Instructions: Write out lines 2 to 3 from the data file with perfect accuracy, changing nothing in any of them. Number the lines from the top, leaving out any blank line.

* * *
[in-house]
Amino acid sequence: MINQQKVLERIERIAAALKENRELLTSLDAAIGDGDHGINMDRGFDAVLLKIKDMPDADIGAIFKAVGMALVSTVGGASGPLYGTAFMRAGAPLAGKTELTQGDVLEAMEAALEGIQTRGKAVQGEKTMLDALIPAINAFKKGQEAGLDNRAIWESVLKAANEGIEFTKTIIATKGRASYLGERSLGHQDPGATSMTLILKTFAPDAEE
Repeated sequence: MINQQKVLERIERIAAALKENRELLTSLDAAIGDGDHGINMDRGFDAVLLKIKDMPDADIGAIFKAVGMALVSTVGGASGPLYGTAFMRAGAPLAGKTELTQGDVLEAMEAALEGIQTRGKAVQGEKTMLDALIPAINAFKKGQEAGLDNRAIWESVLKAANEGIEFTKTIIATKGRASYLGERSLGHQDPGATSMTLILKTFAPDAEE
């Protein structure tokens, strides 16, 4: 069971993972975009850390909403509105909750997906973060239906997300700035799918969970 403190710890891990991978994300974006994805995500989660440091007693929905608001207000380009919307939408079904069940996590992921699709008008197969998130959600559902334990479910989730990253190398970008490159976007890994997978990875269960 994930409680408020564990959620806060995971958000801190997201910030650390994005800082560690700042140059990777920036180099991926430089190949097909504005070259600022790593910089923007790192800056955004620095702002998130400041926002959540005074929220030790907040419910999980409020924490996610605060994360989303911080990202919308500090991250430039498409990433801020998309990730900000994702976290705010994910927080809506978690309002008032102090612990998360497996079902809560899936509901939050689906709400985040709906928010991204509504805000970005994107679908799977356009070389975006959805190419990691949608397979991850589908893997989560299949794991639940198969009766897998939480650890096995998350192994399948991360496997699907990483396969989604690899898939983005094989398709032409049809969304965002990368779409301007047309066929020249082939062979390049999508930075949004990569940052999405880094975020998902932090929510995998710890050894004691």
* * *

Amino acid sequence: MINQQKVLERIERIAAALKENRELLTSLDAAIGDGDHGINMDRGFDAVLLKIKDMPDADIGAIFKAVGMALVSTVGGASGPLYGTAFMRAGAPLAGKTELTQGDVLEAMEAALEGIQTRGKAVQGEKTMLDALIPAINAFKKGQEAGLDNRAIWESVLKAANEGIEFTKTIIATKGRASYLGERSLGHQDPGATSMTLILKTFAPDAEE
Repeated sequence: MINQQKVLERIERIAAALKENRELLTSLDAAIGDGDHGINMDRGFDAVLLKIKDMPDADIGAIFKAVGMALVSTVGGASGPLYGTAFMRAGAPLAGKTELTQGDVLEAMEAALEGIQTRGKAVQGEKTMLDALIPAINAFKKGQEAGLDNRAIWESVLKAANEGIEFTKTIIATKGRASYLGERSLGHQDPGATSMTLILKTFAPDAEE